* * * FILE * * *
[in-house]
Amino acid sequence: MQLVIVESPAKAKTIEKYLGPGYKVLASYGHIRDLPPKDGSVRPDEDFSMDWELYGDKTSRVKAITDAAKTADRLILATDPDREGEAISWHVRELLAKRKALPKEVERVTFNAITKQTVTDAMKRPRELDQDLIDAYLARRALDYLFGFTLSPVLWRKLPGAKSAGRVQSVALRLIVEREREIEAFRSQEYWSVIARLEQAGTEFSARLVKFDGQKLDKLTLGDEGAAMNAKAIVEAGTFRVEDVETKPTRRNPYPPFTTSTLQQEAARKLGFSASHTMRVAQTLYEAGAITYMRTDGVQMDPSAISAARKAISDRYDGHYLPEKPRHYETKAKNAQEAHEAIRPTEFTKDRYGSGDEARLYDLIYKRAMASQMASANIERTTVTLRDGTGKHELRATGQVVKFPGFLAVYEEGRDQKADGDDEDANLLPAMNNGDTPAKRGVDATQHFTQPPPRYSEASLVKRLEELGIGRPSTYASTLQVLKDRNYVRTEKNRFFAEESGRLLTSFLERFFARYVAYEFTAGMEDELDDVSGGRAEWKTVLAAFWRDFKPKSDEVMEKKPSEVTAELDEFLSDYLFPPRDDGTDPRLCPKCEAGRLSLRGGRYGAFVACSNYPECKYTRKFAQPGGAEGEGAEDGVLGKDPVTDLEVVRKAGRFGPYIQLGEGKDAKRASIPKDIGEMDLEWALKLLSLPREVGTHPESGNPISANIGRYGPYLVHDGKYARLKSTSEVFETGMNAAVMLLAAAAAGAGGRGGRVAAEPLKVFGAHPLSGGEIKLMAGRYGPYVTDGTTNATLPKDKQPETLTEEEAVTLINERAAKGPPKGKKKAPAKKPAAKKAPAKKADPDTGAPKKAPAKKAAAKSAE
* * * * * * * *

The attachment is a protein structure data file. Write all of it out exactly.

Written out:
[in-house]
Amino acid sequence: MQLVIVESPAKAKTIEKYLGPGYKVLASYGHIRDLPPKDGSVRPDEDFSMDWELYGDKTSRVKAITDAAKTADRLILATDPDREGEAISWHVRELLAKRKALPKEVERVTFNAITKQTVTDAMKRPRELDQDLIDAYLARRALDYLFGFTLSPVLWRKLPGAKSAGRVQSVALRLIVEREREIEAFRSQEYWSVIARLEQAGTEFSARLVKFDGQKLDKLTLGDEGAAMNAKAIVEAGTFRVEDVETKPTRRNPYPPFTTSTLQQEAARKLGFSASHTMRVAQTLYEAGAITYMRTDGVQMDPSAISAARKAISDRYDGHYLPEKPRHYETKAKNAQEAHEAIRPTEFTKDRYGSGDEARLYDLIYKRAMASQMASANIERTTVTLRDGTGKHELRATGQVVKFPGFLAVYEEGRDQKADGDDEDANLLPAMNNGDTPAKRGVDATQHFTQPPPRYSEASLVKRLEELGIGRPSTYASTLQVLKDRNYVRTEKNRFFAEESGRLLTSFLERFFARYVAYEFTAGMEDELDDVSGGRAEWKTVLAAFWRDFKPKSDEVMEKKPSEVTAELDEFLSDYLFPPRDDGTDPRLCPKCEAGRLSLRGGRYGAFVACSNYPECKYTRKFAQPGGAEGEGAEDGVLGKDPVTDLEVVRKAGRFGPYIQLGEGKDAKRASIPKDIGEMDLEWALKLLSLPREVGTHPESGNPISANIGRYGPYLVHDGKYARLKSTSEVFETGMNAAVMLLAAAAAGAGGRGGRVAAEPLKVFGAHPLSGGEIKLMAGRYGPYVTDGTTNATLPKDKQPETLTEEEAVTLINERAAKGPPKGKKKAPAKKPAAKKAPAKKADPDTGAPKKAPAKKAAAKSAE